For all its posing and posturing over the decades about “Women’s Lib” and emancipating women, you’d think Cosmopolitan magazine would try to put women on equal footing with men.
Sadly, it does just the opposite on all too many topics, particularly gun ownership.
In its latest foray into faux feminism, in a story headlined “It’s Time to Talk About What Guns Have to Do with Dating,” Cosmo asks, “Does the person you’re dating own a firearm? Have you ever talked about gun safety?” Cosmo fiction: Men who own guns are suspect and scary, women who own guns do so at their peril.
The magazine then goes on to parrot various so-called “studies” that say things like 100 percent of all gun murders are committed with guns—and from there jumps off into lecturing readers. Mike Weisser, Huffington Post’s self-proclaimed “Gun Guy,” tells women in the story that if a boyfriend admits (gasp!) that he owns a gun for self-protection, “That means that he considers violence as a reasonable response” to violence. Well, as opposed to ... what, exactly, Mike? Lying down and dying? Taking your rape “like a man”?
To hammer the point home, Cosmo provides videos with couples supposedly discussing gun ownership, with clueless actresses calling guns “death machines” (gag me with a spoon!), and suggestions that a man who owns a gun might be a domestic abuser (But wait, that’s already been banned by your laws!).
In other words, it’s the usual nonsensical hash of anti-gun platitudes and propaganda passed off as “common sense,” when in fact there’s nothing about it that makes any sense. The truth isn’t on their side, so they resort to the old standbys: Lies, rhetoric, ridicule and the rest. Surprisingly, Cosmo made no overt references to gun ownership as a predictor of penis size, maybe because Cosmo assumes its readers would know there’s no link.
For its part, the magazine’s editors proclaim, “Cosmopolitan and Everytown”—billionaire Michael Bloomberg’s anti-gun, gun-ban astroturf organization—“are partnering for a campaign called Singled Out, to raise awareness among unmarried women of the risk for gun violence and the gaps in the law.”
The gist of the screed is that:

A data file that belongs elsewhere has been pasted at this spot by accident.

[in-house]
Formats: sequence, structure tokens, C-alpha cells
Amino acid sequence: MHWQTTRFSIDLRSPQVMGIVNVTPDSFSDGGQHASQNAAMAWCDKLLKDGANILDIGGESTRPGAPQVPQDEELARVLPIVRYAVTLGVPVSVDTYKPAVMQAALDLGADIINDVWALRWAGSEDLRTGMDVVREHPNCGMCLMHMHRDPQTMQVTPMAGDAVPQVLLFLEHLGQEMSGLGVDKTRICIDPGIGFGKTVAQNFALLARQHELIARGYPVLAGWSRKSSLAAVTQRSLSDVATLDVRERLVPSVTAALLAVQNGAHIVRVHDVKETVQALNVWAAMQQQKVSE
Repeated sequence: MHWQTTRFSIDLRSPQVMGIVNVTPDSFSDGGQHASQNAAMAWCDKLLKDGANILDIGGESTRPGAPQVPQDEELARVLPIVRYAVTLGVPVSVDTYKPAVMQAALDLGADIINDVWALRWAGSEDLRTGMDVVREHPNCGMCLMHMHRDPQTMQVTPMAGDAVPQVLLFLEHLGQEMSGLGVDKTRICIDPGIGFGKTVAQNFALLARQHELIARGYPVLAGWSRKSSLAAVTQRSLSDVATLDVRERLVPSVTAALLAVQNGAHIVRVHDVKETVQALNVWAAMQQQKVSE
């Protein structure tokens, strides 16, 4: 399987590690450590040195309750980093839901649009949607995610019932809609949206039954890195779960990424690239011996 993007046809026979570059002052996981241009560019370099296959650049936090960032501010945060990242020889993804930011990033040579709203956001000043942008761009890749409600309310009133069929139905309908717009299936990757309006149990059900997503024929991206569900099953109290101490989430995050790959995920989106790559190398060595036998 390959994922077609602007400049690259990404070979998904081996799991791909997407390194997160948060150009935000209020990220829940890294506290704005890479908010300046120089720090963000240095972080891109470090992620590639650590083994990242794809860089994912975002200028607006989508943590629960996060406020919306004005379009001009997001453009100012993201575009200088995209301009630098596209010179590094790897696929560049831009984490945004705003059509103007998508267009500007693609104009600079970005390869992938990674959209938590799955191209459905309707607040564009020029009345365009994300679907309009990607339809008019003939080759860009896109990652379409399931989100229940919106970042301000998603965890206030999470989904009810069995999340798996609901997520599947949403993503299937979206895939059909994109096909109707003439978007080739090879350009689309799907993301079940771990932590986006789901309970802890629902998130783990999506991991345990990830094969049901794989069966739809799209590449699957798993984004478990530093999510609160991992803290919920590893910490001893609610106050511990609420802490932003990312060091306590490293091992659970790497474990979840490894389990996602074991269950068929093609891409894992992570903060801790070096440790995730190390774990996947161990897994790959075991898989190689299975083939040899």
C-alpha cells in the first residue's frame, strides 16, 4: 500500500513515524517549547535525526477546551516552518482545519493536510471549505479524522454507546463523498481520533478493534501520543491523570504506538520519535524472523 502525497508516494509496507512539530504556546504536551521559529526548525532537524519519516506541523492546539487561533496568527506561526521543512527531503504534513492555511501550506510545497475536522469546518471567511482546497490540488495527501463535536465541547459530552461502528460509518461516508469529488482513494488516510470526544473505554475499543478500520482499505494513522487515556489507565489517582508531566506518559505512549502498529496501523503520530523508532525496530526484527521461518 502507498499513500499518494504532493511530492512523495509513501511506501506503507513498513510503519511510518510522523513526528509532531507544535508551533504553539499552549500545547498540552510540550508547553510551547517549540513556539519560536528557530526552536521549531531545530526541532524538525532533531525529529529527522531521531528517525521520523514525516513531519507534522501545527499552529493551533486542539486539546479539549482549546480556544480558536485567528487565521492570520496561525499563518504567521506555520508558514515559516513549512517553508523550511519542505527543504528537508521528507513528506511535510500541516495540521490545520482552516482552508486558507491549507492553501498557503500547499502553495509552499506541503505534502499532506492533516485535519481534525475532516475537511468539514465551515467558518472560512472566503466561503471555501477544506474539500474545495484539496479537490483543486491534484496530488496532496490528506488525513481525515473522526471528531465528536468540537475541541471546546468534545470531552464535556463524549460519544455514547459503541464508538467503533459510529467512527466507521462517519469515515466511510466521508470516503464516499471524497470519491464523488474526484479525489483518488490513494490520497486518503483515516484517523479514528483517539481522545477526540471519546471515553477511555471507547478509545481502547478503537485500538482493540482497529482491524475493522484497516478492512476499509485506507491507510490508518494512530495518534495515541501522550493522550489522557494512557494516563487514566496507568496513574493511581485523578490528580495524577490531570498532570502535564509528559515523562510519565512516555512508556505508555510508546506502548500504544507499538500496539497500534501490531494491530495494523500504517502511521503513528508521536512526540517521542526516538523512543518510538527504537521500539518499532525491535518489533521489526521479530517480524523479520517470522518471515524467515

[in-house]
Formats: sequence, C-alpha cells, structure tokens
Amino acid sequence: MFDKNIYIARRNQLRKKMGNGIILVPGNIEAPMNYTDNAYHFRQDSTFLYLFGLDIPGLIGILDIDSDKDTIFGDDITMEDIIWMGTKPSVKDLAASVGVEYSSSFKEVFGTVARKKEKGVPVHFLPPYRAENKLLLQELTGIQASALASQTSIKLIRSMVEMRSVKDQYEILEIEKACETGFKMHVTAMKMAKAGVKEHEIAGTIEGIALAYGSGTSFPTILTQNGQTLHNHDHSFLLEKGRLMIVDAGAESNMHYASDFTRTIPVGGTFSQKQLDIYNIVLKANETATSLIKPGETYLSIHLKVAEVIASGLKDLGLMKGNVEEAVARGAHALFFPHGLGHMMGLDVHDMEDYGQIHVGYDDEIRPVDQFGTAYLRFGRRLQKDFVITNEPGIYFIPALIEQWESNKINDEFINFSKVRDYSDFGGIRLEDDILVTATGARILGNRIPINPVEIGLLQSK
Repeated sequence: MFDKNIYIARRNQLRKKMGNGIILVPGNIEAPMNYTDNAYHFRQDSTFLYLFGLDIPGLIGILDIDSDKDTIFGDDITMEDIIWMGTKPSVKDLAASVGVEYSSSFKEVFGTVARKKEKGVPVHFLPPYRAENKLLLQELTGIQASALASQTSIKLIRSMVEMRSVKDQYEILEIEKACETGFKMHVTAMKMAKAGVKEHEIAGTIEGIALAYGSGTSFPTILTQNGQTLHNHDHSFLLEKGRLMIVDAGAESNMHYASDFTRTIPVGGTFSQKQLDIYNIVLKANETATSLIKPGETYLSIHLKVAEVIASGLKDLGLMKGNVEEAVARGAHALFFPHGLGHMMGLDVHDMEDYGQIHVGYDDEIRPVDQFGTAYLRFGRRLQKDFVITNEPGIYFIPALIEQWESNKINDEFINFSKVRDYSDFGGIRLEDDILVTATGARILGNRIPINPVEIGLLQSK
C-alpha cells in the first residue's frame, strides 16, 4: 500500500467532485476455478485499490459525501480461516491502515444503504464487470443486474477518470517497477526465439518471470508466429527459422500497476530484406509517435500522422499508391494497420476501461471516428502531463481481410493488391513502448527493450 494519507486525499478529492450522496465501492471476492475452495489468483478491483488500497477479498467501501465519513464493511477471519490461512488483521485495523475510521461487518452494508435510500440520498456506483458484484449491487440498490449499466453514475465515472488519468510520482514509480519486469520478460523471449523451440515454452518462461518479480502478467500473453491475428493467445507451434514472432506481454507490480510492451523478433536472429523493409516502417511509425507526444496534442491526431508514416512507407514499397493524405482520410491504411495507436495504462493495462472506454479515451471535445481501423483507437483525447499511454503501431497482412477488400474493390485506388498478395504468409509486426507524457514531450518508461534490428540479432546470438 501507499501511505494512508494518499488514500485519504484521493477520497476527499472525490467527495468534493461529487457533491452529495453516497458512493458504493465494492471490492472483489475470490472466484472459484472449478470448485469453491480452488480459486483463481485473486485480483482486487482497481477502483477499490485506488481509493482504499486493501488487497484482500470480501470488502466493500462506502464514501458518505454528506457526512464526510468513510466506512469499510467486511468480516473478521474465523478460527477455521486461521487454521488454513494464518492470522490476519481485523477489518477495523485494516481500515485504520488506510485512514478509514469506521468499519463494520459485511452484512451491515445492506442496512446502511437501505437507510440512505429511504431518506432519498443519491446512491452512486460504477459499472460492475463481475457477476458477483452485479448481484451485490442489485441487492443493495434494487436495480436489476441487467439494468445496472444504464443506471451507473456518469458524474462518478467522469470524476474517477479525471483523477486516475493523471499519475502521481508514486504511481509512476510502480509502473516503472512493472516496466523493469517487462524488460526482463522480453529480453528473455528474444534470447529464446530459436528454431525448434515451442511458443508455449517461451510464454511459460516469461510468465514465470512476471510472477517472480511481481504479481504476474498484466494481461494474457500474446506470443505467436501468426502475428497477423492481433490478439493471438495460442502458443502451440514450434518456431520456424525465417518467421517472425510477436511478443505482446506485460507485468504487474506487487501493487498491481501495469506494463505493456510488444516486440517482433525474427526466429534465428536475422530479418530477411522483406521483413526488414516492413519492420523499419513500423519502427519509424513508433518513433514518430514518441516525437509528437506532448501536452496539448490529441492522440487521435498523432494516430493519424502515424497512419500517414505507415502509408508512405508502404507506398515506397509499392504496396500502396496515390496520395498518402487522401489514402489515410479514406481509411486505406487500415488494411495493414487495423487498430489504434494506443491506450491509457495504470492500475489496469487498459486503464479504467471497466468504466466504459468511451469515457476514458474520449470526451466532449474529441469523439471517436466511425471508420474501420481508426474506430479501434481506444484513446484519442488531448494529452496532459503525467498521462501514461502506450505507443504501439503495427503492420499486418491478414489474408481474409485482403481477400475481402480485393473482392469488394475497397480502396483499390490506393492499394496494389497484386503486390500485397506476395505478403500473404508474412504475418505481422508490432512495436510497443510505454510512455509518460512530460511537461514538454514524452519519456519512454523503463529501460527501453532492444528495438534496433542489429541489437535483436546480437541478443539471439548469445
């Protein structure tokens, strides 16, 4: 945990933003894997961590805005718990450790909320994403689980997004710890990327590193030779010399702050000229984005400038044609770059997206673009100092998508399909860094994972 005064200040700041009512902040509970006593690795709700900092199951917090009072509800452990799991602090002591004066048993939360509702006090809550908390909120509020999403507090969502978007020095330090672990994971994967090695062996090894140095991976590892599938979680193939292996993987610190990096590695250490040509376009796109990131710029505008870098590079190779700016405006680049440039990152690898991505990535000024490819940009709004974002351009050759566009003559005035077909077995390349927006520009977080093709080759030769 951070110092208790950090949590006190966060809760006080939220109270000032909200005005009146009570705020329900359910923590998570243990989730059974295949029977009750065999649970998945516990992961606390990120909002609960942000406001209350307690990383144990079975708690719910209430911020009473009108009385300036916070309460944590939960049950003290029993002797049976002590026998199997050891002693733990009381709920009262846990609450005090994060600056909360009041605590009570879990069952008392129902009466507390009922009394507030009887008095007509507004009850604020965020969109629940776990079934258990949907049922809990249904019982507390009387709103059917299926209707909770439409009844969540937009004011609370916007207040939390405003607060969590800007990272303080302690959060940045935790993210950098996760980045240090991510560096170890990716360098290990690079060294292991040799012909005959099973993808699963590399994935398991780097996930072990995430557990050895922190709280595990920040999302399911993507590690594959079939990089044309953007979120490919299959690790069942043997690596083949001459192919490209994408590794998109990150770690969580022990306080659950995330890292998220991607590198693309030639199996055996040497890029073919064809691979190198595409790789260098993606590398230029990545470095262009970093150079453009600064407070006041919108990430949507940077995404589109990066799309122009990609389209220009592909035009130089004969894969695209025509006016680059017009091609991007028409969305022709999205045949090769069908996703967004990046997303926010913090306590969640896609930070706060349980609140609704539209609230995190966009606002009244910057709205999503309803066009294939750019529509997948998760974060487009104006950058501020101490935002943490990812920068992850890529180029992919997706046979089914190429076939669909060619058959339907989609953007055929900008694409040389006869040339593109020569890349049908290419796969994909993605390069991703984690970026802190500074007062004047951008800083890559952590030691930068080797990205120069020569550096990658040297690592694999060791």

- Guns cause crime and men who own them should be treated as suspect;
- People who own guns for protection are in more danger than those who don’t (a new formulation of the old “since criminals use guns, guns make us criminals” swindle);
- Therefore, women shouldn’t own a gun, and “Hey, we don’t need to!”; and
- The Second Amendment protecting the right to arms is so, like, totally 200 years ago.
In other words, it’s the same kind of condescending down-talking.
But it also all goes back to the Cosmo ethos where life revolves around “Finding A Man” and “Ten Sex Tricks He Needs You To Know”—in other words, the very kind of paternalist husbandry that Cosmo has railed against for generations, even while promoting the idea in every one of its issues.
It’s one thing for Cosmo to profiteer by telling women to look outside themselves for their validation and care and fulfillment. Apparently it’s a profitable enterprise. But for them to try to dictate a lifestyle of deference, defenselessness and dependence upon all of us through government—whether or not we buy into the Cosmo mystique—that’s where Americans draw the line.
A “keeper” is not what we want in our government. That’s not the proper role of government, and for that matter, it’s not even possible. So Cosmo and other gun-banners shouldn’t be trying to impose it upon us by force.
Think about it: Could anything be more ridiculous and self-contradicting than the spectacle of Shannon Watts, head of Michael Bloomberg’s Moms Demand Action, flanked by a phalanx of armed bodyguards ... even as she lectures women that they don’t need firearms, and that the police, or the government, or, like, whoever, will always be there to protect them?
What better way to empower women than by disarming them and leaving them defenseless!
What that all means is that in effect, and especially in this month’s special “gun-control” issue, Cosmo reads a lot less like some manifesto for equality and freedom—than like a 19th-century tract against women’s suffrage, or some crackpot broadside arguing that “female hysteria” makes women unfit to run motor vehicles.
In other words, it’s not forward thinking, but regressive. It’s liberation through dictates. It’s not caring and familial, it’s mechanical and deterministic, reptilian and ultimately tyrannical.
And so it descends into the same evil in the time-honored way, and with the same deadly consequences: Less freedom means less safety means more attacks on the freedoms that remain, means more and more terror for good people.
Helen Gurley Brown, who led Cosmo for 32 years beginning in the middle of the “Mad Men” era, told advertisers that the magazine was “in the forefront of the Women’s Liberation Movement and supports that movement totally.”
Today, Cosmo tells young women that the smart money is on those who say, “I don’t need your scary freedom. It puts me at risk, that’s why I let them decide what’s right.”
It’s the creed of the slave, the comfort of the powerless, the cry of those who surrender.
To promote that kind of backward, brainless, condescending thinking as “cosmopolitan” is a joke.